The boys and I have continued to explore life’s vexing questions, moving on from whether any of us want to “come back” to what, exactly, is the reason for making that decision. It occurs to me that the opening of Charles Dickens’ 1859 book, A Tale of Two Cities sums up the dilemma perfectly:
“It was the best of times, it was the worst of times, it was the age of wisdom, it was the age of foolishness, it was the epoch of belief, it was the epoch of incredulity, it was the season of light, it was the season of darkness, it was the spring of hope, it was the winter of despair.”
Living is not this or that; rather, it is always a mixture, this and that. In moments of difficulty, my father used to advise me, “you’ve got to take the bitter with the better.” Our lives are contextual, which is to say how we subjectively experience life’s objective ups and downs depends upon on which side of life’s equation we locate ourselves.
Objectively, the “worst of times” provides plenty to be unhappy about. Climate scientists report that the earth is warmer than it has been in 125,000 years, and the heating up isn’t over. Our human population of over 7-billion is consuming itself into oblivion, depleting the planet of rain forests, ocean life, and potable water, leaving our planet deeply wounded in the process. As for the “age of foolishness,” just take a look at national and world politics; antiquated forms of nationalism are still breeding armed conflict and continuing disputes about regional gods fuels mayhem and murder.
When it comes to “the epoch of incredulity” QAnon comes to mind, and the anti-scientific, superstitious beliefs about the dangers of the Covid vaccine. Marjorie Taylor Green’s “Jewish space lasers,” also fits the incredibility bill, as does the entirety of Donald Trump’s delusional nightmare. In many ways, the world is in “a season of darkness.”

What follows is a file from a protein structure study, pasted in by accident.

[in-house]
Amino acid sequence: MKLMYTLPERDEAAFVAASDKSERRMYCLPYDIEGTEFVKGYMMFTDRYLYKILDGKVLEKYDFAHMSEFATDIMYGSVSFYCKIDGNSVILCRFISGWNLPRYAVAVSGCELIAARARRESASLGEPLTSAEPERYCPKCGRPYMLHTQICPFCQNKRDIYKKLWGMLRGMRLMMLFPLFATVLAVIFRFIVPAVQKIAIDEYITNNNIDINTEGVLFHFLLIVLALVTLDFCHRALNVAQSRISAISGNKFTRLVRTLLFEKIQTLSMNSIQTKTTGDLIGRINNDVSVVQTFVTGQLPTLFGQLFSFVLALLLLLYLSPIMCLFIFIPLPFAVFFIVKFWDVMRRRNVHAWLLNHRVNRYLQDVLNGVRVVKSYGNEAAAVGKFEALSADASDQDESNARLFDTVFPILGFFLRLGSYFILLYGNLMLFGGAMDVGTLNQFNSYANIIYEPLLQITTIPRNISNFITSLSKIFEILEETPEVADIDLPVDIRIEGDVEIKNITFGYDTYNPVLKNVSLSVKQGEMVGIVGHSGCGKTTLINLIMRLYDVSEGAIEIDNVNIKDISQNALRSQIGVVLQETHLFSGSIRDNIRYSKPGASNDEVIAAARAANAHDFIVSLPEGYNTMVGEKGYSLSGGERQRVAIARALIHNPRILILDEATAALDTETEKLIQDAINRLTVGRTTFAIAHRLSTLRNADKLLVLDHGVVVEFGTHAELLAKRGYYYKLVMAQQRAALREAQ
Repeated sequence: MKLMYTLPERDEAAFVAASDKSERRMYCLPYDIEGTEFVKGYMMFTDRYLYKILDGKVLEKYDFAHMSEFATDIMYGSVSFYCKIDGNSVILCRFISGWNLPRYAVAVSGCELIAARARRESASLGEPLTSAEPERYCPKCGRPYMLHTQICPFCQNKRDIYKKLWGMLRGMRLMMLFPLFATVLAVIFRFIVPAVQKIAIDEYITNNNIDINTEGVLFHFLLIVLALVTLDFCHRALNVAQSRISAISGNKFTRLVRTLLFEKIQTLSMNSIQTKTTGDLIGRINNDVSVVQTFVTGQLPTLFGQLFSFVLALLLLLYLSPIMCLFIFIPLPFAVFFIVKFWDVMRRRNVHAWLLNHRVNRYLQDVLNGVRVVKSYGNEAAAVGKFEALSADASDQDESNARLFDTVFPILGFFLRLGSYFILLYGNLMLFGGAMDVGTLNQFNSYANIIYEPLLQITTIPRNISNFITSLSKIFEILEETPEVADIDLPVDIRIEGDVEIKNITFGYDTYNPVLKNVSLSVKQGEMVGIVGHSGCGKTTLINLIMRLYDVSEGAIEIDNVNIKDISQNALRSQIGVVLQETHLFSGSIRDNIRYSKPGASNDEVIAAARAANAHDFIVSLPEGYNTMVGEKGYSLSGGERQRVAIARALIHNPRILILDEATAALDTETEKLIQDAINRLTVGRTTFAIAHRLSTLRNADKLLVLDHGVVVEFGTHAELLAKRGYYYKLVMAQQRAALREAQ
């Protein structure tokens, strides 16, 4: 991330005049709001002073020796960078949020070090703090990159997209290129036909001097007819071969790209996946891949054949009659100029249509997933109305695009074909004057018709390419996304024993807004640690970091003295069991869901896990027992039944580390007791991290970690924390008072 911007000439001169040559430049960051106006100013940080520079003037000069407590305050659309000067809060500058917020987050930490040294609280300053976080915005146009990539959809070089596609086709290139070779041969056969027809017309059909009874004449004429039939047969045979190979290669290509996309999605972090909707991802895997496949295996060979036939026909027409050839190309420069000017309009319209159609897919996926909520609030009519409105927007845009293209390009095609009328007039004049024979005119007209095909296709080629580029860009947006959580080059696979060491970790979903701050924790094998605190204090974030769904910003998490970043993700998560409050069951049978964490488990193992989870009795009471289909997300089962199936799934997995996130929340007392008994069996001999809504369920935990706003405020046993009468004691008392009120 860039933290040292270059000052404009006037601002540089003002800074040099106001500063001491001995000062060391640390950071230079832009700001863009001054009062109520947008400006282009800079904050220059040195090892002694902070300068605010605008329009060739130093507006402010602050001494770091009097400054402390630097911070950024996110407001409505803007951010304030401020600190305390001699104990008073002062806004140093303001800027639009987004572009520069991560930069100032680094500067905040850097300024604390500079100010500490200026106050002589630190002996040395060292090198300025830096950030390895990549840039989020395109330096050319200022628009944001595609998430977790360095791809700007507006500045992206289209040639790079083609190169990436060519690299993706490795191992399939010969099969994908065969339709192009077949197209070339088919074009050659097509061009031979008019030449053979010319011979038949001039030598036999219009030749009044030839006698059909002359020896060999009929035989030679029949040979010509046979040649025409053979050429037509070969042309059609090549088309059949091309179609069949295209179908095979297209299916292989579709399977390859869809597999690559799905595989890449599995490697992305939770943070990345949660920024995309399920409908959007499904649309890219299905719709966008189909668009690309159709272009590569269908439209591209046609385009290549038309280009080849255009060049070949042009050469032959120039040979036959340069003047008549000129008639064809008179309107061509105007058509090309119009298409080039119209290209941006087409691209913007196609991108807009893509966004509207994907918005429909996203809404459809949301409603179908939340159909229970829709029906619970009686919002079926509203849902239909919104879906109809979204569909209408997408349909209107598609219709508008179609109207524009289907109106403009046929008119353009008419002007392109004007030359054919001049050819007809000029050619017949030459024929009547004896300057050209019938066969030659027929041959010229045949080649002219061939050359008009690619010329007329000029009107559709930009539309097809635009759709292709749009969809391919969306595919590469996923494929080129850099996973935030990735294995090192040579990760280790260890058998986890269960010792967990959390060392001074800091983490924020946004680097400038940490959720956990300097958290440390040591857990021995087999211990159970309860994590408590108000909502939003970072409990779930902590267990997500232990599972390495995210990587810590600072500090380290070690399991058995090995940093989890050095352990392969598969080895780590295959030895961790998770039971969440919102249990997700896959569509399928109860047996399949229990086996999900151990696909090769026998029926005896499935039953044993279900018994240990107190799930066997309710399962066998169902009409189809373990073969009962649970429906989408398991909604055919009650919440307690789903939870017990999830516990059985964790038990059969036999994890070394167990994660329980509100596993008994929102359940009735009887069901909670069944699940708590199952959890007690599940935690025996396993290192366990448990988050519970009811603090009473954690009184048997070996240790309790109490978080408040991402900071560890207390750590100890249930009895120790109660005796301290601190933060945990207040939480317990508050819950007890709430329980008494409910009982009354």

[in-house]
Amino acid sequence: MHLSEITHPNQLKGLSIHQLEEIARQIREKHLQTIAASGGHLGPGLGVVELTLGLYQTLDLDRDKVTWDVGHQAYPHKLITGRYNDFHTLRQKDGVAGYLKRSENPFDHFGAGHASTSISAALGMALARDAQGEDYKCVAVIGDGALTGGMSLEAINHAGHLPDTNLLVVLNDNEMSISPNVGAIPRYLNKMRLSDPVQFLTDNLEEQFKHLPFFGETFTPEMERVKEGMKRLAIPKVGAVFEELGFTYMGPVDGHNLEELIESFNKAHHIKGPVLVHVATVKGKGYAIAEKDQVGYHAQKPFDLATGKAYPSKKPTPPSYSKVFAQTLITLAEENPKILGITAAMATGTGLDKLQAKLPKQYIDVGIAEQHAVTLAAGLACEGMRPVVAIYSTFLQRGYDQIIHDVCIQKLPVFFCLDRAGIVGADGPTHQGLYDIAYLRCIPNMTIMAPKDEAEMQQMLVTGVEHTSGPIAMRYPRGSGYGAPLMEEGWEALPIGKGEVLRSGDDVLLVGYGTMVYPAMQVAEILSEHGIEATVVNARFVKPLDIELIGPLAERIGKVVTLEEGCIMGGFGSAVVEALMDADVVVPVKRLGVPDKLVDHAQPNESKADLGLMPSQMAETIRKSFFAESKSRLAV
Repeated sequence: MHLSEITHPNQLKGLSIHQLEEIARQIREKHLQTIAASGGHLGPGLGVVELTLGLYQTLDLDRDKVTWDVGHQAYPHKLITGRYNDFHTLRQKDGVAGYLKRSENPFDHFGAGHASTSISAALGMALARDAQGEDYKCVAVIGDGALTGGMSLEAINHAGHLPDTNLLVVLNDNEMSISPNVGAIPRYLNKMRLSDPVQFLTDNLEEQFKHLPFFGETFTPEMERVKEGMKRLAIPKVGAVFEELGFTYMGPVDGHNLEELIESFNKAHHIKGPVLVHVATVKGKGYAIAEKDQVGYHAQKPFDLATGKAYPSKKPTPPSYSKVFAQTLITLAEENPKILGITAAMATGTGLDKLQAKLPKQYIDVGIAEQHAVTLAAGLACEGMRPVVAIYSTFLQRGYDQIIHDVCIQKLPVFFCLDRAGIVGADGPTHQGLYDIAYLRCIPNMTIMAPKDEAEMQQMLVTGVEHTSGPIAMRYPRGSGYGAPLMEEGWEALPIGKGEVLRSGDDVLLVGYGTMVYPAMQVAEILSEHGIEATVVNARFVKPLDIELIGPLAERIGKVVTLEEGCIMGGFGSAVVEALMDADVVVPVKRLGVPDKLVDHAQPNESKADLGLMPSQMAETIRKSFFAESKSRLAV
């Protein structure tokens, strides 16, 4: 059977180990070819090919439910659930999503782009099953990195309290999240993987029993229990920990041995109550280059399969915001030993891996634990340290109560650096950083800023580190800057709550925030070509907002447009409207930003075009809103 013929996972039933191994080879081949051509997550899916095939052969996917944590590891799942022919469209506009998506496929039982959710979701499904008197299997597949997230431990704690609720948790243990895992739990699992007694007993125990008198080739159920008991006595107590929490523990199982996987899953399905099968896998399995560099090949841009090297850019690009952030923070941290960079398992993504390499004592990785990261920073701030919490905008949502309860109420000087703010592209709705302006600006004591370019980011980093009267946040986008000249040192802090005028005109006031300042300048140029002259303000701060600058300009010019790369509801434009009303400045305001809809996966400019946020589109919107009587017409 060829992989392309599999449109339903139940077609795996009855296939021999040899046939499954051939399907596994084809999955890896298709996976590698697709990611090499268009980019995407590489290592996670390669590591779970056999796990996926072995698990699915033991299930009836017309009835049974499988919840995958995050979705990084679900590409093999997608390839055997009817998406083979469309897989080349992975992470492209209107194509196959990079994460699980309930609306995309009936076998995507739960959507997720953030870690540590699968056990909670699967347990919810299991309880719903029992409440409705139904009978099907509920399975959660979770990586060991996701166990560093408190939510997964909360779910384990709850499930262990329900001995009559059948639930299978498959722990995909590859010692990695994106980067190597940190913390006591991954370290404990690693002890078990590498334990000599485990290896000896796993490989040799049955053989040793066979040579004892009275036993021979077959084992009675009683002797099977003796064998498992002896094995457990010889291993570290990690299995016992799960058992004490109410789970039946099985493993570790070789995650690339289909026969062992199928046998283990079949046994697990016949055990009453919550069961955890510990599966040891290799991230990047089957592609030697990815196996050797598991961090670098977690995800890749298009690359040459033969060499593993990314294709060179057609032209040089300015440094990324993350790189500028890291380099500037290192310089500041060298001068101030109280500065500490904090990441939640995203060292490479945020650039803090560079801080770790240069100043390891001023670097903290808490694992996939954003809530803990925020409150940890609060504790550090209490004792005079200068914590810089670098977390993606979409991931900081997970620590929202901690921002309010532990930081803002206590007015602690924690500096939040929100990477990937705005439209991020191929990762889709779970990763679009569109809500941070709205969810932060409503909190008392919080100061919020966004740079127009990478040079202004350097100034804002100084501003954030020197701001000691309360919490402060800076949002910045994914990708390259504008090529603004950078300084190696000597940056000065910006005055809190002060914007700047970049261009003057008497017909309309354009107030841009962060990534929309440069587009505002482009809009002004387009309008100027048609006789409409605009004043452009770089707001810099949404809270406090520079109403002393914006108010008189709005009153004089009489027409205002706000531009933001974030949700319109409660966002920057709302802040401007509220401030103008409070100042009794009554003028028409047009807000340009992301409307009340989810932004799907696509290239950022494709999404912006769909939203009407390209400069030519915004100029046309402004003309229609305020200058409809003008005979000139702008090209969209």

On the other hand, a beautiful sunset recalls “the best of times.” Even in the midst of a global pandemic, myriad subjective pleasures abound. Our supermarkets are filled with foods from around the world, an offering unmatchable merely 100 years ago. Cell phones let us call friends and loved ones at any hour of the day or night, homes have electricity, water, indoor plumbing and toilets that flush. Our knowledge of the universe has never been greater; it is indeed “the age of wisdom” as we plumb the very underpinnings of the material world only to discover that it’s not material at all. “The season of light,” literally comes into our homes on flat screen TVs and iPads, illuminating our lives with entertainment and information.
“The spring of hope” keeps us going, particularly combined with our impressive powers of denial. For those of us with children and grandchildren, hope is a powerful force that overcomes “the winter of despair.”
That Dickens articulated the very same dilemma in which we find ourselves today speaks to the universality of the human experience. Some of us are doing very well, and others not so much. Even within a single life, the bitter and the better reliably present themselves. There is and has never been a perfect life, nor a perfect time or place to be alive. Our experience is determined, in large part, by how we choose to place our attention. Where’s yours?